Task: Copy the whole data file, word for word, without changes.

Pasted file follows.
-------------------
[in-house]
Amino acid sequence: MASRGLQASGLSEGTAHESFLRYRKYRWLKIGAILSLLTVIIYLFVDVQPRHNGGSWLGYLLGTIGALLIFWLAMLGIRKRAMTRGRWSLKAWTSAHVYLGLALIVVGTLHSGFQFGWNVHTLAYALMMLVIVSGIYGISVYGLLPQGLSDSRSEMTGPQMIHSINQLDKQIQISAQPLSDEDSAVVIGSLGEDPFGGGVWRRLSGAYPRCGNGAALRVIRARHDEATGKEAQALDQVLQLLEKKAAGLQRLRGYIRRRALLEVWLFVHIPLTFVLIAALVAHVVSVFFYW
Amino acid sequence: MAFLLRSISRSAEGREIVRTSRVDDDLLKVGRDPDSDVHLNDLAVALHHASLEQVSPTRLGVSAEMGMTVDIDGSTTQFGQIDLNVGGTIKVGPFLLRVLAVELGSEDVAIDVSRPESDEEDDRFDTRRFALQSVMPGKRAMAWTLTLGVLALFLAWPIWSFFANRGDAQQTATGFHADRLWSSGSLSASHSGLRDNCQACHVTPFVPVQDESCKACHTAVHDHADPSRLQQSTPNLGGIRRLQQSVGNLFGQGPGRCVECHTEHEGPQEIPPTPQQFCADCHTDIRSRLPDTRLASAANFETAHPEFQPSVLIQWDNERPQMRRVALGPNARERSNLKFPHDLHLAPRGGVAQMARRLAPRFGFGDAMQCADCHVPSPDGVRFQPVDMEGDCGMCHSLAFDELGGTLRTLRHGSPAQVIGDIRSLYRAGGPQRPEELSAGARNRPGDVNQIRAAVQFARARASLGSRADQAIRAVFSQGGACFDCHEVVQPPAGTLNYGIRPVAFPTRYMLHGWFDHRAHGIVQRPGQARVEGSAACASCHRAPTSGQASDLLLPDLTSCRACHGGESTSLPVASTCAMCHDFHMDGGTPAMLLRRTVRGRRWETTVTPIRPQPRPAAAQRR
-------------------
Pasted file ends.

[in-house]
Amino acid sequence: MASRGLQASGLSEGTAHESFLRYRKYRWLKIGAILSLLTVIIYLFVDVQPRHNGGSWLGYLLGTIGALLIFWLAMLGIRKRAMTRGRWSLKAWTSAHVYLGLALIVVGTLHSGFQFGWNVHTLAYALMMLVIVSGIYGISVYGLLPQGLSDSRSEMTGPQMIHSINQLDKQIQISAQPLSDEDSAVVIGSLGEDPFGGGVWRRLSGAYPRCGNGAALRVIRARHDEATGKEAQALDQVLQLLEKKAAGLQRLRGYIRRRALLEVWLFVHIPLTFVLIAALVAHVVSVFFYW
Amino acid sequence: MAFLLRSISRSAEGREIVRTSRVDDDLLKVGRDPDSDVHLNDLAVALHHASLEQVSPTRLGVSAEMGMTVDIDGSTTQFGQIDLNVGGTIKVGPFLLRVLAVELGSEDVAIDVSRPESDEEDDRFDTRRFALQSVMPGKRAMAWTLTLGVLALFLAWPIWSFFANRGDAQQTATGFHADRLWSSGSLSASHSGLRDNCQACHVTPFVPVQDESCKACHTAVHDHADPSRLQQSTPNLGGIRRLQQSVGNLFGQGPGRCVECHTEHEGPQEIPPTPQQFCADCHTDIRSRLPDTRLASAANFETAHPEFQPSVLIQWDNERPQMRRVALGPNARERSNLKFPHDLHLAPRGGVAQMARRLAPRFGFGDAMQCADCHVPSPDGVRFQPVDMEGDCGMCHSLAFDELGGTLRTLRHGSPAQVIGDIRSLYRAGGPQRPEELSAGARNRPGDVNQIRAAVQFARARASLGSRADQAIRAVFSQGGACFDCHEVVQPPAGTLNYGIRPVAFPTRYMLHGWFDHRAHGIVQRPGQARVEGSAACASCHRAPTSGQASDLLLPDLTSCRACHGGESTSLPVASTCAMCHDFHMDGGTPAMLLRRTVRGRRWETTVTPIRPQPRPAAAQRR